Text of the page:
Building a community of entrepreneurs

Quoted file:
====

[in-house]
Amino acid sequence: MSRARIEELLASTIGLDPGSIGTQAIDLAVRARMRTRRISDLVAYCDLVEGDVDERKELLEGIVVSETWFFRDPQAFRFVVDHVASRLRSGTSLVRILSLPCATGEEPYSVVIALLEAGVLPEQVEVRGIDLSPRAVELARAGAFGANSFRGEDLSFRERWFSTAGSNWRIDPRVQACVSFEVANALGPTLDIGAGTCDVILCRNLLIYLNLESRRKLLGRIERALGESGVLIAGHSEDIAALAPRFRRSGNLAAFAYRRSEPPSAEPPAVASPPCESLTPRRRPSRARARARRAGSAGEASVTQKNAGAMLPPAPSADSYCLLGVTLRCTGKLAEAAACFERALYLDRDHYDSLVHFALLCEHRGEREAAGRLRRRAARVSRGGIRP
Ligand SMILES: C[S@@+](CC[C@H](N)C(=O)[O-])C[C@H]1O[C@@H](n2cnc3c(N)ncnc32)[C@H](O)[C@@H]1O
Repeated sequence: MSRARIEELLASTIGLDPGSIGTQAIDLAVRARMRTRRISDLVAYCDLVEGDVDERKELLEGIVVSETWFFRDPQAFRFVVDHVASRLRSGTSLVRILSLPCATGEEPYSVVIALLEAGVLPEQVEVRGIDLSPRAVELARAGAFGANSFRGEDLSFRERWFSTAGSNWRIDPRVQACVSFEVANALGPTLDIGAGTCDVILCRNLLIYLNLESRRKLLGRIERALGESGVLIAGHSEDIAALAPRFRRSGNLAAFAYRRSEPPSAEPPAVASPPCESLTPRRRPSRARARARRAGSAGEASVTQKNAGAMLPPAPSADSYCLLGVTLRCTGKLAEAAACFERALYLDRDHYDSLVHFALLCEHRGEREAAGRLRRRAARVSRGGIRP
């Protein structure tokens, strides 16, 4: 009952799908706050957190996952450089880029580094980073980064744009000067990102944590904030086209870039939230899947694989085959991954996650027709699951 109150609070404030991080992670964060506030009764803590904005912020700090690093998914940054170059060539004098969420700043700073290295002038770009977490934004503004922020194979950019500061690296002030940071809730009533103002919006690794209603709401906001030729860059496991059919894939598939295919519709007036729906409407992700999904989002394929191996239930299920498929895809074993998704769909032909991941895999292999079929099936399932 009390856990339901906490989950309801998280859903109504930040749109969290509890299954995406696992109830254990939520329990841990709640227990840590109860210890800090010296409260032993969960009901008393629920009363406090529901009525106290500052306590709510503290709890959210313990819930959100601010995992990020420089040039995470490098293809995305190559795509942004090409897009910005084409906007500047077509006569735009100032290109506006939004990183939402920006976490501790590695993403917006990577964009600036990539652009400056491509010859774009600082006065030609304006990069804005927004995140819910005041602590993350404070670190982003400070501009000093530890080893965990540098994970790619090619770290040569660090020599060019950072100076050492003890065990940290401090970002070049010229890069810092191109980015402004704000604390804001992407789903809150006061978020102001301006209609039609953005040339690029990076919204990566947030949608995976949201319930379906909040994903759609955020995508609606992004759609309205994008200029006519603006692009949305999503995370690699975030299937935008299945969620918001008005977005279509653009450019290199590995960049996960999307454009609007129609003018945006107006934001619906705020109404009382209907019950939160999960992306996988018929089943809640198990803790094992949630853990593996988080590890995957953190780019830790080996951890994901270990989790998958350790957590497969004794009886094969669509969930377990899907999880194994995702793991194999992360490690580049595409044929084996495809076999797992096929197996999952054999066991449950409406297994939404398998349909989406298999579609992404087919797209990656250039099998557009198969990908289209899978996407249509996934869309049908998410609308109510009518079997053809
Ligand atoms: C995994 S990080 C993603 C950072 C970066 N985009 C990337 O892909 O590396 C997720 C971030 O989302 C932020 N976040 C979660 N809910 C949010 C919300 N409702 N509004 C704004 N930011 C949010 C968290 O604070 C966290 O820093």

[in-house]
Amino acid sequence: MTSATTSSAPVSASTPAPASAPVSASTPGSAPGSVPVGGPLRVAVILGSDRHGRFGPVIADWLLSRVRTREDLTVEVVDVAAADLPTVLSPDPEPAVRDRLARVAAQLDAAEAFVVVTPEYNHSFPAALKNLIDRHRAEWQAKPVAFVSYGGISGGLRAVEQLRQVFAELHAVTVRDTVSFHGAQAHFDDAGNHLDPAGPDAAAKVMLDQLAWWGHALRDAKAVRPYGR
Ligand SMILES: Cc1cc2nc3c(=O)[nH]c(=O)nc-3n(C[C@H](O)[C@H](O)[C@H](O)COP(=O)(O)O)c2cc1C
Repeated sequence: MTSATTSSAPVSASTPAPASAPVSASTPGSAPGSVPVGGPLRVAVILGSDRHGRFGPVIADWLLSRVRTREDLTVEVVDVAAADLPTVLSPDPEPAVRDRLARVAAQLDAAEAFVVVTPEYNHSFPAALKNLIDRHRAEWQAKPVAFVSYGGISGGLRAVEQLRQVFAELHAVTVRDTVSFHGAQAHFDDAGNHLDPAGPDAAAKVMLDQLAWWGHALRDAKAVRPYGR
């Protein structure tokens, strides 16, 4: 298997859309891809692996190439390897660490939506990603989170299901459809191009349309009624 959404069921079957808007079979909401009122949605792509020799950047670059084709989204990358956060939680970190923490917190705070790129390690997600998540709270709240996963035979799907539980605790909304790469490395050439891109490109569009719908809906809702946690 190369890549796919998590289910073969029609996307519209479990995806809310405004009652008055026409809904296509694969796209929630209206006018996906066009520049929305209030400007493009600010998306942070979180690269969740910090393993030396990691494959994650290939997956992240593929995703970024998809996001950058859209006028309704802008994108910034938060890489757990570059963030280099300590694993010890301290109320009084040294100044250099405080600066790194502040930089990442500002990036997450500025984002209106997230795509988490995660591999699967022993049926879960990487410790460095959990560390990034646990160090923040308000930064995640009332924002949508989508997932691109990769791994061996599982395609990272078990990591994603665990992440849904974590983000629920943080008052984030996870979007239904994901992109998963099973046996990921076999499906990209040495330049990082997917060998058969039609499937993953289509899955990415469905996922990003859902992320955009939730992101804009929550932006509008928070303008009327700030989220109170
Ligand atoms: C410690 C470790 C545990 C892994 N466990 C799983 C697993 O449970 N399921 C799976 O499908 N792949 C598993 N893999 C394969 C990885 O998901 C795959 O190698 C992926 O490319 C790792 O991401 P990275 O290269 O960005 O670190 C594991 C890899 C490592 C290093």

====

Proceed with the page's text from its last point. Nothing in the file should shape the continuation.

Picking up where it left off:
“When we think of bricks, we think of physical spaces – but the mortar is what holds everything together,” said Woods, in a recent podcast interview. “For us, [that] is a representation of people. You can have beautiful buildings and great parks but if you don’t have people who care about those things, then it’s difficult to sustain.” Since its founding in 2014, 175 entrepreneurs have graduated from MORTAR’s nine-week program – and among them, African Americans and women each represent a majority. Its alumni now run a wide range of businesses: a platform for neighbors to employ teenagers within their community; an indoor dog park where owners can work out with their dog; a graphic recording service that turns meeting discussion into visual art in real time; among many others. “I want the legacy of MORTAR to be that we took a risk and told people ‘yes’ who were used to being told ‘no,’” said Woods. “We want to be known as the organization that told people their ideas were possible. And didn’t just give them lip service, but the tools, resources and connections to move forward.”


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